Heritage issues in the spotlight

By Laurence Dragomir

Earlier this year, the City of Melbourne received an application for a development at 124-130 Russell St which would see the existing Theosophical Society building make way for a 13-storey hotel above two basement levels.

The existing structure dates back to 1923 but was marketed during 2017 as having no heritage protection.

Beyond the initial submission, a change of application has been noted for the intended development via council’s planning register.

In an attempt to prevent the loss of further heritage fabric within the CBD, the City of Melbourne has sought to introduce an interim heritage overlay at 263-267 William St. This is in response to an application to develop a tower above what is currently the Metropolitan Hotel.

During October last year an application was lodged to develop a commercial office tower atop the hotel. The application’s status in now on hold, although plans for a tower might still eventuate.

Unlike the Theosophical Society building, the Metropolitan Hotel was identified as having individual heritage significance via City of Melbourne reviews, yet carries no heritage overlay.

Within the report to the Future Melbourne (Heritage) Committee, heritage consultants Context cited the building as “having local historical and social significance to the City of Melbourne as ‘a representative example of a corner hotel building from the interwar period’ and in terms of use and typology is becoming rare in the central city.”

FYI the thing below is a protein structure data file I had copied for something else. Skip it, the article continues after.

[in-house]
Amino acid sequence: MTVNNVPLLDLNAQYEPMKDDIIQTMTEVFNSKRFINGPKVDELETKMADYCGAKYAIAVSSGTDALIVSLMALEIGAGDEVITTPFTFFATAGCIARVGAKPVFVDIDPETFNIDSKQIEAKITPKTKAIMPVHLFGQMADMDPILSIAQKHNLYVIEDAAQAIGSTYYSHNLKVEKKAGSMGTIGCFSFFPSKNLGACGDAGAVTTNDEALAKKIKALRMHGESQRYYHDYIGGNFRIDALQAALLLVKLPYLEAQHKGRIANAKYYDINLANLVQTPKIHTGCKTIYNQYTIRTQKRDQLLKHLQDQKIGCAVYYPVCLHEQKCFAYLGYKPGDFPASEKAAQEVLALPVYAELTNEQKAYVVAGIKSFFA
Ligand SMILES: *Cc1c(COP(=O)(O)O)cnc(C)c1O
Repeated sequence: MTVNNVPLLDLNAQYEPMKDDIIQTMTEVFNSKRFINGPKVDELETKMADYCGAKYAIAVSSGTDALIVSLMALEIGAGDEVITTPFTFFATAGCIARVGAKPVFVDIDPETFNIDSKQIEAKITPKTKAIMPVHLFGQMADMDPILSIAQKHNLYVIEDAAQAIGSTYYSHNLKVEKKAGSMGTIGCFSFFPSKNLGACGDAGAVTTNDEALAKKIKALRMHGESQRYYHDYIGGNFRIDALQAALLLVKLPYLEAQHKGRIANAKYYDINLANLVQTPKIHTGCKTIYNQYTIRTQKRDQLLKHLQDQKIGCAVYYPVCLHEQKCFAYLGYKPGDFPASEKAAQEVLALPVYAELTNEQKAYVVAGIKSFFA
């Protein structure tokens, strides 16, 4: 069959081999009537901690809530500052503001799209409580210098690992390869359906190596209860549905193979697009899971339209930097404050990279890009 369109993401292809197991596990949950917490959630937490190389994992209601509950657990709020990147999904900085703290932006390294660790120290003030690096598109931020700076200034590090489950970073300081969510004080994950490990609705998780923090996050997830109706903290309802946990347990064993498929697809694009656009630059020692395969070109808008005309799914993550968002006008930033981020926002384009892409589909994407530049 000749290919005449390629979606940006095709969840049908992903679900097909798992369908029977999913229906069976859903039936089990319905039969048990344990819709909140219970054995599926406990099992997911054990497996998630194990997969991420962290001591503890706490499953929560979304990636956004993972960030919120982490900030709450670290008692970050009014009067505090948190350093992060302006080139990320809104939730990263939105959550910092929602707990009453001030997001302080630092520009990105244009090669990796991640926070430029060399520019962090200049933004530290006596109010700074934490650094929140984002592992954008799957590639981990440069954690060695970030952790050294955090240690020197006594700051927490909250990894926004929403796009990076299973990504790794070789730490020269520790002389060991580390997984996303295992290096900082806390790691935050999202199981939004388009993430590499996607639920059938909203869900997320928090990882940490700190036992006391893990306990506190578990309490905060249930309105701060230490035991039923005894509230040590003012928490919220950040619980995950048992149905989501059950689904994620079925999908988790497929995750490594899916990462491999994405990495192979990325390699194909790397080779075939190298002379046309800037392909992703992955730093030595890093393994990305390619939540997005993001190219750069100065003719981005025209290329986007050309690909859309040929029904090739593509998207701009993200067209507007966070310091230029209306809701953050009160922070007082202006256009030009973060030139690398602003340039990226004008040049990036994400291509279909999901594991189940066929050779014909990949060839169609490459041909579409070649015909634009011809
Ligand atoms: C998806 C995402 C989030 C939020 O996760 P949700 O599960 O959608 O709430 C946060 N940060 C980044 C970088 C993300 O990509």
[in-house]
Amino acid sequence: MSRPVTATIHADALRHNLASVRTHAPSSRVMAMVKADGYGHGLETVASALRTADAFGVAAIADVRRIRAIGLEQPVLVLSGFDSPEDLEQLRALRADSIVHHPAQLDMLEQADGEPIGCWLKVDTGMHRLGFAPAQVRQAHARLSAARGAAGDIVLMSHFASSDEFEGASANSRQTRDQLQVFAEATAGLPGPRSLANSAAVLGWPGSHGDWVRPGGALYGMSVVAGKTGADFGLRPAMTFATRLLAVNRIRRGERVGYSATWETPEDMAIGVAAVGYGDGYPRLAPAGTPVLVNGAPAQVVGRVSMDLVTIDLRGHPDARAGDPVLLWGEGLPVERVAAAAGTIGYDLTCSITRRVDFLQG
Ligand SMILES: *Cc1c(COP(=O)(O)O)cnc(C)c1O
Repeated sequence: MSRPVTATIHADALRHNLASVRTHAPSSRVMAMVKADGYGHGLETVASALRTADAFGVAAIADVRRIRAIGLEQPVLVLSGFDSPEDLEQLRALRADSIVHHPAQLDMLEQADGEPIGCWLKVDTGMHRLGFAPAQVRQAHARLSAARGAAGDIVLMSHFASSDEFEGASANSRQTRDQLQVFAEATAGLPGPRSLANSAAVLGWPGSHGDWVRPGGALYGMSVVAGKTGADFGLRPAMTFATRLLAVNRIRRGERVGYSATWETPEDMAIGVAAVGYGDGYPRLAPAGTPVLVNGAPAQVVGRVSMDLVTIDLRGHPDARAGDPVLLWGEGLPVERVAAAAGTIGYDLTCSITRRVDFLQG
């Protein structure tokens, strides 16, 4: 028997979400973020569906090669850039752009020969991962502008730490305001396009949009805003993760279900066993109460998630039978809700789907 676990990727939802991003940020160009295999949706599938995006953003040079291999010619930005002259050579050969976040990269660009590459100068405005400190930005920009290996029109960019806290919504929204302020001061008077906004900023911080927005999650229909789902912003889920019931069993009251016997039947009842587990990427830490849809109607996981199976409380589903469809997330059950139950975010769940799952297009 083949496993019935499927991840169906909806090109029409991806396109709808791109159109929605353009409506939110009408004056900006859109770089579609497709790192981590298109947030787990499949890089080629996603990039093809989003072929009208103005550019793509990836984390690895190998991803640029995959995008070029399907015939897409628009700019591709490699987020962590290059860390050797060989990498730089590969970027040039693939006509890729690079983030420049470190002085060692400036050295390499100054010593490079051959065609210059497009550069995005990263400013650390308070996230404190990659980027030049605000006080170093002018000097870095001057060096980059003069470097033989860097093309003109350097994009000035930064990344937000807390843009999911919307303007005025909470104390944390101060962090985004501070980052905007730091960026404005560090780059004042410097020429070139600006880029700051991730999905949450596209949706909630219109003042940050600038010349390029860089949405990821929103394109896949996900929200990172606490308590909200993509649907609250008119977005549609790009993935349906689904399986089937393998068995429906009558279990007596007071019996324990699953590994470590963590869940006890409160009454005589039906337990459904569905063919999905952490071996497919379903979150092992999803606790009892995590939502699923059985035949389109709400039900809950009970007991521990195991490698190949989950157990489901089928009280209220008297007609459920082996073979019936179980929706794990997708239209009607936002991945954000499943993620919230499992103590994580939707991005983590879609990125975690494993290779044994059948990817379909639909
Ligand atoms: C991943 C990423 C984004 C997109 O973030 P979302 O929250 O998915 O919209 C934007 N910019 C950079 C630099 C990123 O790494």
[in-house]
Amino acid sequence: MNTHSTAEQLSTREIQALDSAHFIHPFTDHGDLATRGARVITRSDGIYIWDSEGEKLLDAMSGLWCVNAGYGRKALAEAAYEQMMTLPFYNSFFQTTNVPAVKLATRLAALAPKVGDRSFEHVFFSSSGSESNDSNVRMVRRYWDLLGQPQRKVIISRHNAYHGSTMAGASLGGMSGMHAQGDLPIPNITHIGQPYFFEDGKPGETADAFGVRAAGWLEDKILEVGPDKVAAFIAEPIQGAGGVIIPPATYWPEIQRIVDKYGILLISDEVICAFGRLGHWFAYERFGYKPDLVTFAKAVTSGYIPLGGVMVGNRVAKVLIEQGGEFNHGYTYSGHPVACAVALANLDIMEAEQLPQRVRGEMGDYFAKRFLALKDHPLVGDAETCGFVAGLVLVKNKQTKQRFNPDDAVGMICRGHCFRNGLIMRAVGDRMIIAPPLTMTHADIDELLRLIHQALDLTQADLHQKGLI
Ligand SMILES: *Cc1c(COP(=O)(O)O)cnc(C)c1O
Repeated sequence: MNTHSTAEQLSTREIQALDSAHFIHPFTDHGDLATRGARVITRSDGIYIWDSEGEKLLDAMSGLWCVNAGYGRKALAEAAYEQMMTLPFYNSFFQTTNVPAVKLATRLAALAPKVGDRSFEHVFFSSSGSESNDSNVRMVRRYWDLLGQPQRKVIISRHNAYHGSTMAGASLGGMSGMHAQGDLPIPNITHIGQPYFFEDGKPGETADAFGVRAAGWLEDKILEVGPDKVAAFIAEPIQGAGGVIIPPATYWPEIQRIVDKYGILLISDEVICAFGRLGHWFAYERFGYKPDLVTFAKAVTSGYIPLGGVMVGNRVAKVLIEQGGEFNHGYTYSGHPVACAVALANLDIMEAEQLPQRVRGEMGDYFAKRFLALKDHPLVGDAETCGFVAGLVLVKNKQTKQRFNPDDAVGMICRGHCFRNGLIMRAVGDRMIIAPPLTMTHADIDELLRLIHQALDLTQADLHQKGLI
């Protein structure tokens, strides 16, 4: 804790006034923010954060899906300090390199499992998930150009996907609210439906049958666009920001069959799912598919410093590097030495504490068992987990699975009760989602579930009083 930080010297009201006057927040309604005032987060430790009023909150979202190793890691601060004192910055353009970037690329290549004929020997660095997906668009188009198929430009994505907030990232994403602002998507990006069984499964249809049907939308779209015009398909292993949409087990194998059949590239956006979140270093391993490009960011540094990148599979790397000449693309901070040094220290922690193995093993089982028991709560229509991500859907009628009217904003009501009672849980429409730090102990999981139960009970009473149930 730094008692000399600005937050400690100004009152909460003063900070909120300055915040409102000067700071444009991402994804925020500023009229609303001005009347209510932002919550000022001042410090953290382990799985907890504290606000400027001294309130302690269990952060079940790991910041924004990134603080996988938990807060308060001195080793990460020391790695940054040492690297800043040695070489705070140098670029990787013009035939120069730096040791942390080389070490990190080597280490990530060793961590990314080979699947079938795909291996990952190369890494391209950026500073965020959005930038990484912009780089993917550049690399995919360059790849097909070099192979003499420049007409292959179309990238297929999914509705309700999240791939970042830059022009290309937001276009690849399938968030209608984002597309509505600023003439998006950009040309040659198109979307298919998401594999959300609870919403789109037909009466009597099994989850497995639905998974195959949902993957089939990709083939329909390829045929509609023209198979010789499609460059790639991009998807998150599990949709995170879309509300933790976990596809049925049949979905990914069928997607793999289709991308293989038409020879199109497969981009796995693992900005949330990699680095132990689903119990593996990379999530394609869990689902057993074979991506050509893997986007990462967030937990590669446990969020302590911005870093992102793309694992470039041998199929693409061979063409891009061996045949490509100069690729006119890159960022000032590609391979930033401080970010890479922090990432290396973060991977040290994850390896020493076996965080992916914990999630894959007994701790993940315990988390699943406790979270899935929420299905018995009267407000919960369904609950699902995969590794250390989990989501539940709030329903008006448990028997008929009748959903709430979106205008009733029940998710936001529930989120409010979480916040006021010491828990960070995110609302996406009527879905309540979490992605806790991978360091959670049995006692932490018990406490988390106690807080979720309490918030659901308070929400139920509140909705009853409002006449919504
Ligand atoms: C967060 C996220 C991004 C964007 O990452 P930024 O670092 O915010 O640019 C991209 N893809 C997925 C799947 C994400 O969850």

Architecture firm Peddle Thorp’s initial scheme involved the partial demolition of the Metropolitan Hotel and construction of an office tower above it. Spanning approximately 80 metres, the tower would accommodate 16 levels of commercial office space with a single basement level and a reinstated hotel at ground level.

Should the tower proceed it is possible that a setback to William St will be included as part of a redesign.

Last month also saw the unveiling of the latest round of renders for the Melbourne Metro Tunnel project’s five stations, which will likely continue to evolve and be refined to respond to the construction methodology and stakeholder feedback.

The team of architects, which comprises and is led by local firm Hassell includes international offices Weston Williamson and Rogers Stirk Harbour who were brought in following Cross Yarra Partnership’s successful bid for the stations.

The design team cites passenger experience as “the heart of our design” with the stations designed to “open up to fresh air and natural light”.

And finally, last month we published a piece on Urban.com.au highlighting Australia’s projected future tallest buildings, a snippet of Melbourne’s two tallest under construction within the Hoddle Grid.

Far East Consortium’s second Melbourne development has begun rising on the city’s western edge, continuing the transformation of the once-maligned Spencer St.

The first stage which comprises two towers will feature the development’s tallest tower comprising apartments and Melbourne’s first Ritz Carlton hotel. The first core is already visible, while the second is currently being formed.

Shifting to the CBD’s northern quadrant, builder Probuild last month announced that the core for UEM Sunrise’s Aurora Melbourne Central development had surpassed the height of Melbourne Central’s antennae.

Upon completion, the 84-storey edifice will join the growing number of skyscrapers within the CBD’s northern fringe and in the process become the tallest tower within the Hoddle Grid.

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